During the years of the Chinese Republic (1912-1949), a type of columnar, high-collar, slit dress called the cheongsam, or qipao, was the power outfit of choice for figures like Madame Chiang Kai-shek. It gained an international vogue through her good-will tours in the months leading up to World War II, and it would come back into favor, though with louche associations, in the 1960s, thanks to films like “The World of Suzie Wong.”

During the Cultural Revolution (1966-1976), look-alike attire reigned supreme: Red Guard uniforms, blue workers’ suits. You’ll find examples in the small Egyptian gallery.

To Western designers, enforced consensus is an invitation to rebel. In that spirit, the New York-based designer Vivienne Tam plastered dresses with satirical portraits of Mao by the contemporary New York-based artist Zhang Hongtu, and Vivienne Westwood devised a People’s Liberation Army ensemble with short-shorts.

Pre-Internet, films were primary dictators of fashion, as demonstrated by dozens of clips chosen by the filmmaker Wong Kar-wai with William Chang that are scattered throughout the show. At least one style-hero emerges from them: the Chinese-American actress Anna May Wong (1905-1961), who was born in Los Angeles and molded by Hollywood into its token Asian star, as long as she was willing to play to type.

A homage to her in the Met’s Chinese galleries is really a tribute to a fantastic Travis Banton dress she once wore — black, with a gold dragon writhing down the front — and this skewed focus says a lot. Ms. Wong grew tired of entertaining Western audiences with racist clichés and dropped out of films. The Met show, organized by Andrew Bolton, a curator at the Costume Institute, gives a sense of what she was up against. In a word: Lookism, attention to surface as a measure of value and authenticity.

It’s the dominant ethic and aesthetic of the show. In one instance, fashion’s notion of incorporating Chinese influence into couture is to print dress fabric with calligraphic characters, either randomly chosen or faked. A 1951 Christian Dior cocktail dress is adorned with a real eighth-century stele inscription — a rubbing from the stone is in the show — but the inscription chosen, surely unwittingly, is an unromantic report on intestinal distress.

In other cases, influence is even more direct. How to get the look of blue-and-white porcelain into your fall/winter line? Smash up some plates and stitch the pieces into a bodice, which is what Alexander McQueen did. How to give a designer fragrance a sexy spin? Take a hint from Yves Saint Laurent and play the exotic Orient card: Call the scent Opium and advertise it with the image of an apparently zonked-out model.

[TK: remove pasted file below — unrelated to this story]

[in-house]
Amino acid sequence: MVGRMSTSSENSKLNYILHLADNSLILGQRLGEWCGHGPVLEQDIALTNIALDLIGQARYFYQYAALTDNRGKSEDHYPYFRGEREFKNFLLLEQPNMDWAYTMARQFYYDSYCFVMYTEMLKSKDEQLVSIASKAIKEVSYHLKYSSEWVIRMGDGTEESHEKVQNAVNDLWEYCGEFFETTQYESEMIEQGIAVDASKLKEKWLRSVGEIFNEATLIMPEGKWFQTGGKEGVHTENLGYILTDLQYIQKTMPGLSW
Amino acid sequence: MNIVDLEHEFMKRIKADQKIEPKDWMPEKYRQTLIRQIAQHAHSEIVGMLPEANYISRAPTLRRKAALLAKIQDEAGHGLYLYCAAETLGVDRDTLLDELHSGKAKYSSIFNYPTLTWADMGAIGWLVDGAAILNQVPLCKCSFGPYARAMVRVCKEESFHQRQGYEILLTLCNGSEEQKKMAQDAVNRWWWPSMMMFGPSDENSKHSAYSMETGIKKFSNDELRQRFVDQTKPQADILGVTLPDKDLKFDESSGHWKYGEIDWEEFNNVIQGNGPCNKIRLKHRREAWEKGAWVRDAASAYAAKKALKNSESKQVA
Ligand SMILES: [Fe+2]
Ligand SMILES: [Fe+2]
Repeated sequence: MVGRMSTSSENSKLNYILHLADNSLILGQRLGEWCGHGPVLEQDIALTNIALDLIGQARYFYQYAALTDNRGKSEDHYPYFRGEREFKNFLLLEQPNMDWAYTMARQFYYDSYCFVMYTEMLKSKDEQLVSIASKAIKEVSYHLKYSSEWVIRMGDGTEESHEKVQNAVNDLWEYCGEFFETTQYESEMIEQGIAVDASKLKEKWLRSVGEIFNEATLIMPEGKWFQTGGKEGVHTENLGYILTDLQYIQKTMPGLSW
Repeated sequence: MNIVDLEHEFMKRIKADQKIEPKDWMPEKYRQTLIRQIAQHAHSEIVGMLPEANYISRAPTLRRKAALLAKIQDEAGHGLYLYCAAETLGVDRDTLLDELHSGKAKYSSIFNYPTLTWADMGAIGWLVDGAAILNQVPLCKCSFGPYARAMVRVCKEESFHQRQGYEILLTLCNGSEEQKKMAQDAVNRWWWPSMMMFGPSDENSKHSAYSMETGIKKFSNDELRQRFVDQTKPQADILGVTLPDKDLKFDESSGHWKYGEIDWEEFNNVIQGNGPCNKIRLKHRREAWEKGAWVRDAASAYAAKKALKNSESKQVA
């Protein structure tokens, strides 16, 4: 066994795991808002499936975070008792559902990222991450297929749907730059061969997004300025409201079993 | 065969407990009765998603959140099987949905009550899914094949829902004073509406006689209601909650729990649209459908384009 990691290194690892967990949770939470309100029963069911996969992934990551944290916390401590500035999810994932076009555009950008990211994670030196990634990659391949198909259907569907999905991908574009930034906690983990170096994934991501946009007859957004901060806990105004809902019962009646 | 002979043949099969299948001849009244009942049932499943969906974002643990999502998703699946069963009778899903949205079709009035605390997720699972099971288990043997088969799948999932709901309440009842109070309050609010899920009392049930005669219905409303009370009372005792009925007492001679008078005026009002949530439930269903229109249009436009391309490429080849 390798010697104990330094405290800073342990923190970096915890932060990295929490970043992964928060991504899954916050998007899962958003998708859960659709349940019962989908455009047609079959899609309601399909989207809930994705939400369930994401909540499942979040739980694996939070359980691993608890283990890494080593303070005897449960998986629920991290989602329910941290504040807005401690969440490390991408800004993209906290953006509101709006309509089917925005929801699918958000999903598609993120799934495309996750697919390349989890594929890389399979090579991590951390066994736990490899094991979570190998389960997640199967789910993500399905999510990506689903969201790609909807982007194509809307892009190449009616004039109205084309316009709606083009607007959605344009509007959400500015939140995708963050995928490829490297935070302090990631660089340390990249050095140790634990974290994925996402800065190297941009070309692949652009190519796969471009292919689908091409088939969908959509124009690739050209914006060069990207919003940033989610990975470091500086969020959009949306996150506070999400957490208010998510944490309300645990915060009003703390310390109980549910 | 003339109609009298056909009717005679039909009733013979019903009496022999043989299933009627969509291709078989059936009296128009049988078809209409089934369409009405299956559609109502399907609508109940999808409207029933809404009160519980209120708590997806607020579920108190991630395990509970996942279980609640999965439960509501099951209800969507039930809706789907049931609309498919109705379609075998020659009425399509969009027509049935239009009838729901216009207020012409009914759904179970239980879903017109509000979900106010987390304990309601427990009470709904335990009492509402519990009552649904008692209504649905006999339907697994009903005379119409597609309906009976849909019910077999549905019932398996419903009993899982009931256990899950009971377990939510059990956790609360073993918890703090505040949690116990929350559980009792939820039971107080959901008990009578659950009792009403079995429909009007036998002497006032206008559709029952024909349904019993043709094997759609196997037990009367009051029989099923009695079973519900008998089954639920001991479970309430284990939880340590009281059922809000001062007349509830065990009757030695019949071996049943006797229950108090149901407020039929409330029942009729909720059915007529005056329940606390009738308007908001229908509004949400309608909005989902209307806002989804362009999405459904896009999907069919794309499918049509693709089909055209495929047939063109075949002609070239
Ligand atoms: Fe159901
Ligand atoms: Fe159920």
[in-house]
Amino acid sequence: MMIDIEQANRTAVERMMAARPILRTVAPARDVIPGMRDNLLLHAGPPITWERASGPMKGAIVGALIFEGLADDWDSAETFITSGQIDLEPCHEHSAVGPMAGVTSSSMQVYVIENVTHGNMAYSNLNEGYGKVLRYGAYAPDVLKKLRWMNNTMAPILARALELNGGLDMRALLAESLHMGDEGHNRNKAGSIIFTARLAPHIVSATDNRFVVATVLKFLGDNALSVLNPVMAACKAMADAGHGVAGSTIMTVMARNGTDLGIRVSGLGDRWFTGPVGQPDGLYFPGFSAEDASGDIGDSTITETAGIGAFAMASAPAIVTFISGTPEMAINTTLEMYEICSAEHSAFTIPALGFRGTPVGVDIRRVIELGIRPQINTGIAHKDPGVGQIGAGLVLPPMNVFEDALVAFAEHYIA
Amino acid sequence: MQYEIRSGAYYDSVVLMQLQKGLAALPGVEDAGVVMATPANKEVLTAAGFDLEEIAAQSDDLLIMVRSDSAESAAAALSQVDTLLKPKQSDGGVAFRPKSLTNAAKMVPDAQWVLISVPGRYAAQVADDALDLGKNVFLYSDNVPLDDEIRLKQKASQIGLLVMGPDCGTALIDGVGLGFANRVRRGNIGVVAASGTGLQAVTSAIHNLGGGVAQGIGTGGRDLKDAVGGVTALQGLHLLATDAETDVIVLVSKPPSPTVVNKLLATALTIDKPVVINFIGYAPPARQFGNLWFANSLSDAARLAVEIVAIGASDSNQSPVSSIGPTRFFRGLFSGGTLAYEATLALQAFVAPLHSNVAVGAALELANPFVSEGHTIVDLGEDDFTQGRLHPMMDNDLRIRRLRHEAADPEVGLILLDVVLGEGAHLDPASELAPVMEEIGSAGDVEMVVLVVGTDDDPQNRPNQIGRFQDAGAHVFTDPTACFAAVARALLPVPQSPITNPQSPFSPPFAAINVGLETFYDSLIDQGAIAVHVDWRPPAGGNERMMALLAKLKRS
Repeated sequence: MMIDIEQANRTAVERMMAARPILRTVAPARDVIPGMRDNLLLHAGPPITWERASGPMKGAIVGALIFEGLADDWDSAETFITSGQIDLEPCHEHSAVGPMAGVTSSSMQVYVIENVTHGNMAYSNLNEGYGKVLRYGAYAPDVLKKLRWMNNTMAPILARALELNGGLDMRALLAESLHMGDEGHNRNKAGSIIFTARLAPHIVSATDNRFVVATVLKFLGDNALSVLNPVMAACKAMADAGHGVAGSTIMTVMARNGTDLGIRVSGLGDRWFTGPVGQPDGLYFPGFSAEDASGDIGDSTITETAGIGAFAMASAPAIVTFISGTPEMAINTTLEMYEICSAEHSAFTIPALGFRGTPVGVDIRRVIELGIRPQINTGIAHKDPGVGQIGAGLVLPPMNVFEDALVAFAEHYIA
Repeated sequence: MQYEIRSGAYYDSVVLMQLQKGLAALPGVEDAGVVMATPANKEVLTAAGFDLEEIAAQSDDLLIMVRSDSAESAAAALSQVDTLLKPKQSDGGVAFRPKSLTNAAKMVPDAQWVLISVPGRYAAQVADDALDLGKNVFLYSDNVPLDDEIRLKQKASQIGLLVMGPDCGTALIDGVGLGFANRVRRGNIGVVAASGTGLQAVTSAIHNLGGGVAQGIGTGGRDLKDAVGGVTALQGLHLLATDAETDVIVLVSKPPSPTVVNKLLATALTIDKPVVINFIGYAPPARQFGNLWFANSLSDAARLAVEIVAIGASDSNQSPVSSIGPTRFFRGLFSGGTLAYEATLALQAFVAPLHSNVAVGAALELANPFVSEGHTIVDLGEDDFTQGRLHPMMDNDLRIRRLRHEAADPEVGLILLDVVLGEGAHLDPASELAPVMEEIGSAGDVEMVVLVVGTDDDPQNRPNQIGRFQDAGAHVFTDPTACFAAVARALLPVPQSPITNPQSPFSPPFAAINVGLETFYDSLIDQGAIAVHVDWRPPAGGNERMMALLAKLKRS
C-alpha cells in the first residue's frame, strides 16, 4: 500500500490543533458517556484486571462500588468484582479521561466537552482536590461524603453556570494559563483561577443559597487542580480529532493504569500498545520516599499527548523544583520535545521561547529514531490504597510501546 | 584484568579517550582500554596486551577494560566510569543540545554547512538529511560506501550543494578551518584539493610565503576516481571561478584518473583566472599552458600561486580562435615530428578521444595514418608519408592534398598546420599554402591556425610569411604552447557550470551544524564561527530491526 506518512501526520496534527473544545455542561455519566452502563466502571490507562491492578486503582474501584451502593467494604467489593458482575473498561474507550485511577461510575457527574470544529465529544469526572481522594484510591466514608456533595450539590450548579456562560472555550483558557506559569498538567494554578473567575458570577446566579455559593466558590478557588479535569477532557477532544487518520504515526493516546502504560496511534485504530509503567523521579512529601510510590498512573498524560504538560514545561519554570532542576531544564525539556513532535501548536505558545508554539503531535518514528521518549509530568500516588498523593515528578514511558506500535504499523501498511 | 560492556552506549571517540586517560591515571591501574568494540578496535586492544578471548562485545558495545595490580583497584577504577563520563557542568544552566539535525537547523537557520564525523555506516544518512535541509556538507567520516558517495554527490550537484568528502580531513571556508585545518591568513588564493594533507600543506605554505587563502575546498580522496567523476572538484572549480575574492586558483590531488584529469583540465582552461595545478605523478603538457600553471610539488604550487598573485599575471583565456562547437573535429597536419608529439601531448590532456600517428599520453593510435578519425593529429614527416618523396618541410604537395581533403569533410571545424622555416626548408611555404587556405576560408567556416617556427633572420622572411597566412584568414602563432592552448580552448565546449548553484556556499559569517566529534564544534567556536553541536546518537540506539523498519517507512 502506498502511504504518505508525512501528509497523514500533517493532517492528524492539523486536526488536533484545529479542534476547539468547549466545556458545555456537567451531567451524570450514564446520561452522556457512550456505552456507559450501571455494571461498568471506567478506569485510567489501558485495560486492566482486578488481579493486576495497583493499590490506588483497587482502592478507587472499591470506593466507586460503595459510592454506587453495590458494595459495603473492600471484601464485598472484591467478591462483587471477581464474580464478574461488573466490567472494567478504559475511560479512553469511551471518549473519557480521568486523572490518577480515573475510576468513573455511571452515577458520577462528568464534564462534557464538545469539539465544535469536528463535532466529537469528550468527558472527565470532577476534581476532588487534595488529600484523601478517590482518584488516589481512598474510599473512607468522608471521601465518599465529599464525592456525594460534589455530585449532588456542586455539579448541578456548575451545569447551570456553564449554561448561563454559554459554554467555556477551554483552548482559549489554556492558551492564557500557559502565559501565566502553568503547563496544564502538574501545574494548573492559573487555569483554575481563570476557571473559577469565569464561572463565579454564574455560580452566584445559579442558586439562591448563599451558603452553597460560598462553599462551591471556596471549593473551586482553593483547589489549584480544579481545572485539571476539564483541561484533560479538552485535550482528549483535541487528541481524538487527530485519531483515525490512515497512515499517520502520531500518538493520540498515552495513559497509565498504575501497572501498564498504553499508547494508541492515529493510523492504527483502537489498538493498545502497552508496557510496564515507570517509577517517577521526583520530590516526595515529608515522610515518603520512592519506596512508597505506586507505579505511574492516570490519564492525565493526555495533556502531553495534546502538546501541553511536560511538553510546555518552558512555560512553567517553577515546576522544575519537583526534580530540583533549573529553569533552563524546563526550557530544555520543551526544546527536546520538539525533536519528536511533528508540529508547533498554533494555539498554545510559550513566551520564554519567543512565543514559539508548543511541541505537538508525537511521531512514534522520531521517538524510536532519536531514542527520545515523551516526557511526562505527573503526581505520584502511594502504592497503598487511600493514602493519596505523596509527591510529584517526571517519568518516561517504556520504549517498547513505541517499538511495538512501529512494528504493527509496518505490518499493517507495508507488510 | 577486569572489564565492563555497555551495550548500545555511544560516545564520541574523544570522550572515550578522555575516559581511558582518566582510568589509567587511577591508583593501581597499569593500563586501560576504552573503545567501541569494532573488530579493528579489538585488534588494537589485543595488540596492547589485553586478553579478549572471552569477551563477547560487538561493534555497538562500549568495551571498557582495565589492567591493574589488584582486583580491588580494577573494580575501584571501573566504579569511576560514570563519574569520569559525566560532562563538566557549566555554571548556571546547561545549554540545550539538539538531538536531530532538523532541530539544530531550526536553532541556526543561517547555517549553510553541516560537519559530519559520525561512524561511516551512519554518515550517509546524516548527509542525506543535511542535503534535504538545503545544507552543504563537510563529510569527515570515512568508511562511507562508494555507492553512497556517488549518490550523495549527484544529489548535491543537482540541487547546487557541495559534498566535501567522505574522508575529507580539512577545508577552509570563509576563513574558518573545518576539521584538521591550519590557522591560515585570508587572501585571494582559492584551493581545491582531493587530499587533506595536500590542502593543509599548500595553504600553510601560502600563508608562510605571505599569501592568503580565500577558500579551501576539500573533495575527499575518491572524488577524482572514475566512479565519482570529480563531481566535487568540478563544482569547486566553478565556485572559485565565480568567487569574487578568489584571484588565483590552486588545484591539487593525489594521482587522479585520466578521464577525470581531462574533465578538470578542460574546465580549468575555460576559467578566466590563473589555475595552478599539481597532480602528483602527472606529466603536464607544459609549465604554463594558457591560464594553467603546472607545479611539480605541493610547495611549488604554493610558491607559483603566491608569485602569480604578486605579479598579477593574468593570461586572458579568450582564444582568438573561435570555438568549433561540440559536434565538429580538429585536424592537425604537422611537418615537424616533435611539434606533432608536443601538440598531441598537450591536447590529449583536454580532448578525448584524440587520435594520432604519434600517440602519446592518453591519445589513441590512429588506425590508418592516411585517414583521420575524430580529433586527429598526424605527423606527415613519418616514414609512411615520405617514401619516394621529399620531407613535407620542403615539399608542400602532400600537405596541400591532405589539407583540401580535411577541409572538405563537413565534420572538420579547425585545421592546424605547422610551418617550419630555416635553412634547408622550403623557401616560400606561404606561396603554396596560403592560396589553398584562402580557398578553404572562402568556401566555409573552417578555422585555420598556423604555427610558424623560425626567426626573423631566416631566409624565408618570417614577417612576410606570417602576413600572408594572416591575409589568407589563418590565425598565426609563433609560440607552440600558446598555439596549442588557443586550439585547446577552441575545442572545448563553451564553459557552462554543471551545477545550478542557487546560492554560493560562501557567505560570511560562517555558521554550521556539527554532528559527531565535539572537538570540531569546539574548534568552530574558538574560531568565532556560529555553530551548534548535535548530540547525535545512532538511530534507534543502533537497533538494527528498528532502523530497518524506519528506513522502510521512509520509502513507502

The history of West-on-East exploitation embedded in this bit of marketing legerdemain is deep; we’re still living with damage done. How can fashion, and fashion shows, get around this? By getting beyond is one way. Chinese-inflected Galliano designs are installed in the Astor Court, and they’re so avidly inventive that “Chinese” has cooked off: They’re raiments of a whole new ethnicity.

Another possibility is to show respect for source cultures, which in this exhibition would have meant taking the art in the fashion-plus-art balance seriously. Mr. Bolton has an astute eye, and he makes some quietly telling comparative pairings. In one, he places an eighth-century Tang dynasty silver mirror beside a 1924 Jeanne Lanvin black silk robe that traces a similar shape in silver thread and pearls. In another, he sets a magnificent 2007 gold lamé evening gown by the Chinese couturier Guo Pei in the center of a gallery ringed with sculptures of Buddha.

The only formal link is the lobed cut of the gown’s bodice and hem, which echoes the lotus-blossom patterns on the Buddha’s throne. But if you think about it, there are possible connective ideas, too, in having this contemporary global image of splendor and emptiness appear within this particular sculptural circle. There are ideas here to talk about. Fashion, like art, can be something to think with.

And it can also be just a distraction, as it is in an adjoining high-ceilinged hall devoted to monumental Buddhist images. It includes a glorious 14th-century fresco of celestial beings dressed to the nines, a runway show in themselves. But the work placed in front of it, blocking the view, is a trashy tableau of 2015 fashion inspired by martial arts, with mannequins in kung-fu-wear in a bamboo grove of plastic tubing.

Old stereotypes unfold; art is reduced to being a prop in a fashion shoot. The exhibition’s goal of closing the gap between fashion and art at the Met is realized, but the difference between the two disciplines is, too often, made glaring.

Correction: May 7, 2015
An earlier version of this review misidentified the artist whose Mao portraits are used by Vivienne Tam. He is Zhang Hongtu, not Andy Warhol.
Original article can be found here

This is inserted at the bottom